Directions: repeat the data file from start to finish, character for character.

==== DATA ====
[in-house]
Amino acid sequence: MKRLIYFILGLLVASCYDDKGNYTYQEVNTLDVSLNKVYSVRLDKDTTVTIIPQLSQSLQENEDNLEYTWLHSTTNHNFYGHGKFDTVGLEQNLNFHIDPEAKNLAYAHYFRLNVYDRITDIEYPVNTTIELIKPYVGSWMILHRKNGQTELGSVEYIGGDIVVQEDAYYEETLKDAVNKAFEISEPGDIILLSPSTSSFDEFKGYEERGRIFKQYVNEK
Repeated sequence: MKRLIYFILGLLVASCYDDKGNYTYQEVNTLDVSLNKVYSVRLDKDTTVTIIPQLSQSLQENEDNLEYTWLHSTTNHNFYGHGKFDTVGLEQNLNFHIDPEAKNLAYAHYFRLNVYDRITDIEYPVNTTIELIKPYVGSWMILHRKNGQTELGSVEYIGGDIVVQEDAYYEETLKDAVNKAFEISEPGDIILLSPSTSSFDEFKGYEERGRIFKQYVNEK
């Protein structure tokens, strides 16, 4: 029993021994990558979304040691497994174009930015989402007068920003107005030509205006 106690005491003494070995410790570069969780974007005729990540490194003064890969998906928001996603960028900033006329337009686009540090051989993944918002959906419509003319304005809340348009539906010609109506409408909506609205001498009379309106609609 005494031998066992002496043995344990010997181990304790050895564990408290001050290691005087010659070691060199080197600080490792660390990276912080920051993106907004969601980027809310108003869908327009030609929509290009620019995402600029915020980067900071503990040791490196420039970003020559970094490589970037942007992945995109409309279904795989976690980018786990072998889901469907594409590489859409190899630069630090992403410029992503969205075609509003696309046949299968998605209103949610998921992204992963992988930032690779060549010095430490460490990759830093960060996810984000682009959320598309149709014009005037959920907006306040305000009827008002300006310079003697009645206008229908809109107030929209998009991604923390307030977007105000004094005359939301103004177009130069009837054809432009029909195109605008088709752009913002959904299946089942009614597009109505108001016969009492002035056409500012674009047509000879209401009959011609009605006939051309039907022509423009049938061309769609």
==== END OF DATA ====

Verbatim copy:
[in-house]
Amino acid sequence: MKRLIYFILGLLVASCYDDKGNYTYQEVNTLDVSLNKVYSVRLDKDTTVTIIPQLSQSLQENEDNLEYTWLHSTTNHNFYGHGKFDTVGLEQNLNFHIDPEAKNLAYAHYFRLNVYDRITDIEYPVNTTIELIKPYVGSWMILHRKNGQTELGSVEYIGGDIVVQEDAYYEETLKDAVNKAFEISEPGDIILLSPSTSSFDEFKGYEERGRIFKQYVNEK
Repeated sequence: MKRLIYFILGLLVASCYDDKGNYTYQEVNTLDVSLNKVYSVRLDKDTTVTIIPQLSQSLQENEDNLEYTWLHSTTNHNFYGHGKFDTVGLEQNLNFHIDPEAKNLAYAHYFRLNVYDRITDIEYPVNTTIELIKPYVGSWMILHRKNGQTELGSVEYIGGDIVVQEDAYYEETLKDAVNKAFEISEPGDIILLSPSTSSFDEFKGYEERGRIFKQYVNEK
């Protein structure tokens, strides 16, 4: 029993021994990558979304040691497994174009930015989402007068920003107005030509205006 106690005491003494070995410790570069969780974007005729990540490194003064890969998906928001996603960028900033006329337009686009540090051989993944918002959906419509003319304005809340348009539906010609109506409408909506609205001498009379309106609609 005494031998066992002496043995344990010997181990304790050895564990408290001050290691005087010659070691060199080197600080490792660390990276912080920051993106907004969601980027809310108003869908327009030609929509290009620019995402600029915020980067900071503990040791490196420039970003020559970094490589970037942007992945995109409309279904795989976690980018786990072998889901469907594409590489859409190899630069630090992403410029992503969205075609509003696309046949299968998605209103949610998921992204992963992988930032690779060549010095430490460490990759830093960060996810984000682009959320598309149709014009005037959920907006306040305000009827008002300006310079003697009645206008229908809109107030929209998009991604923390307030977007105000004094005359939301103004177009130069009837054809432009029909195109605008088709752009913002959904299946089942009614597009109505108001016969009492002035056409500012674009047509000879209401009959011609009605006939051309039907022509423009049938061309769609």